What Does a Creative Director Do?

I get asked this question a lot.

Over the years I’ve answered it by describing my functional roles, such as the one who oversees the creative process and team. The gateway between the client, and the client services and the creative departments. The creative bar raiser and standards bearer.

Other times I’ve described my role as cat herder. (If you’ve ever managed writers, designers, art directors, photographers, illustrators and the like you’ll know how appropriate this is.) Surrogate parent. (Don’t get me started on the topic of managing spoiled kids with a misguided sense of entitlement.) Brand and message platform police. (Self explanatory.)

But for the last couple of years, I’ve described what I do thusly: I encourage failure.

On the strange looks I often get, I continue to state that “creative” by its very definition is something that’s never been done before. There is risk involved in developing and championing the unfamiliar. The completely new.

It's important to note that I didn't say "irrelevant" creative. Don't mistake the pursuit of creative for its own sake with contextual creative. A truly creative solution is one that is on strategy, echoes a brand trait and solves the problem at hand.

But it does so in a completely new way. A surprising mash-up. A whole new perspective.

Those who have worked with me have heard me say often that I've not done my job unless I've made the client nervous. (Usually making the client services team nervous first.)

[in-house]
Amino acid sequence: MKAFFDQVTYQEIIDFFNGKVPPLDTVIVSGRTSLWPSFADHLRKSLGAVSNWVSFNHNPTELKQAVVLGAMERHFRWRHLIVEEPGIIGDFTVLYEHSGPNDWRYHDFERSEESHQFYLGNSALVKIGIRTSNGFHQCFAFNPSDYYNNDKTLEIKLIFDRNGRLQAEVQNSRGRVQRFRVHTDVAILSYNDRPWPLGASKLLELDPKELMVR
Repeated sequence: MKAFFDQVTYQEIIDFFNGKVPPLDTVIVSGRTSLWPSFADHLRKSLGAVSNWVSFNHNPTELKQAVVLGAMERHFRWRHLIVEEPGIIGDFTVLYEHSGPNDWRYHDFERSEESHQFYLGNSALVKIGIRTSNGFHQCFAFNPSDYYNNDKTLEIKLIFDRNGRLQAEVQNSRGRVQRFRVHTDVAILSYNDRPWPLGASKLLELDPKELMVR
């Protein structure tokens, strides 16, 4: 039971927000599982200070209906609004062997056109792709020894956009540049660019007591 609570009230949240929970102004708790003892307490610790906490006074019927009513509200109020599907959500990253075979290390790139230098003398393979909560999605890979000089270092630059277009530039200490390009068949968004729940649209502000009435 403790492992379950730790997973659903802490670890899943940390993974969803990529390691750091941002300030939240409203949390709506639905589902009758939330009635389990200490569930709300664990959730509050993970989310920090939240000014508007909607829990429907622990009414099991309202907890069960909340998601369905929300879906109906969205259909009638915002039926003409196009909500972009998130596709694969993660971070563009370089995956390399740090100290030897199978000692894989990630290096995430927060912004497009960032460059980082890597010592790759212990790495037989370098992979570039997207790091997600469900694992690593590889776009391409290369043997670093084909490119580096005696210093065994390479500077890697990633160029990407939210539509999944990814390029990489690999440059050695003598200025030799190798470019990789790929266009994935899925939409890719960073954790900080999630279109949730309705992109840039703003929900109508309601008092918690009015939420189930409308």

This is the kind of breakthrough, attention-getting, results-generating work I want my creative team and myself to feel free to create.

But if creative people don’t feel secure enough, don’t feel comfortable exposing their hearts and souls without fear of being crushed, don’t feel someone has their back (and their front), then all you’ll get is safe creative. Middle of the road ideas. Rehashed and recycled copy and art.

So my job as a creative director is to encourage failure. To support misfires. To buttress bumbling.

Because out of that free-flowing process will eventually emerge an idea so powerful that it can literally change the future.

A good creative director is one who, as Seth Godin recently wrote, “knows the difference between failures that are better off forgotten and failures that are merely successes that haven't grow up yet.”

So that's my job. I encourage successes that haven’t grown up yet.